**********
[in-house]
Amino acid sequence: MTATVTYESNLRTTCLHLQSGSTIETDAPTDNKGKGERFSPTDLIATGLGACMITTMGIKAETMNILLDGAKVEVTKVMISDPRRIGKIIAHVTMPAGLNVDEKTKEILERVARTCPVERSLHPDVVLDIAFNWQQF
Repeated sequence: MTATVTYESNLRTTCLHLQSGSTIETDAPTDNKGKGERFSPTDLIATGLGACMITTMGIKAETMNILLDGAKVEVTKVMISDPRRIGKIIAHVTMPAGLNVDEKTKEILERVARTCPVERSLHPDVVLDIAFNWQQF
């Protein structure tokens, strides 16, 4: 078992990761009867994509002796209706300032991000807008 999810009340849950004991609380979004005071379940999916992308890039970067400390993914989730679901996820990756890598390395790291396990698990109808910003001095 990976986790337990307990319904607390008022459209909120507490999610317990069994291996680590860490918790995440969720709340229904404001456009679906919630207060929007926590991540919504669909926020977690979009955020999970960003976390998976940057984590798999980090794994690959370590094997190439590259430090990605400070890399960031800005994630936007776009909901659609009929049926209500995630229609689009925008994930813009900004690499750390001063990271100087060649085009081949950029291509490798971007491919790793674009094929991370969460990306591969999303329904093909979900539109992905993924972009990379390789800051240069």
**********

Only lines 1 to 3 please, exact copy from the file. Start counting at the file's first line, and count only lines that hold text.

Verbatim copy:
[in-house]
Amino acid sequence: MTATVTYESNLRTTCLHLQSGSTIETDAPTDNKGKGERFSPTDLIATGLGACMITTMGIKAETMNILLDGAKVEVTKVMISDPRRIGKIIAHVTMPAGLNVDEKTKEILERVARTCPVERSLHPDVVLDIAFNWQQF
Repeated sequence: MTATVTYESNLRTTCLHLQSGSTIETDAPTDNKGKGERFSPTDLIATGLGACMITTMGIKAETMNILLDGAKVEVTKVMISDPRRIGKIIAHVTMPAGLNVDEKTKEILERVARTCPVERSLHPDVVLDIAFNWQQF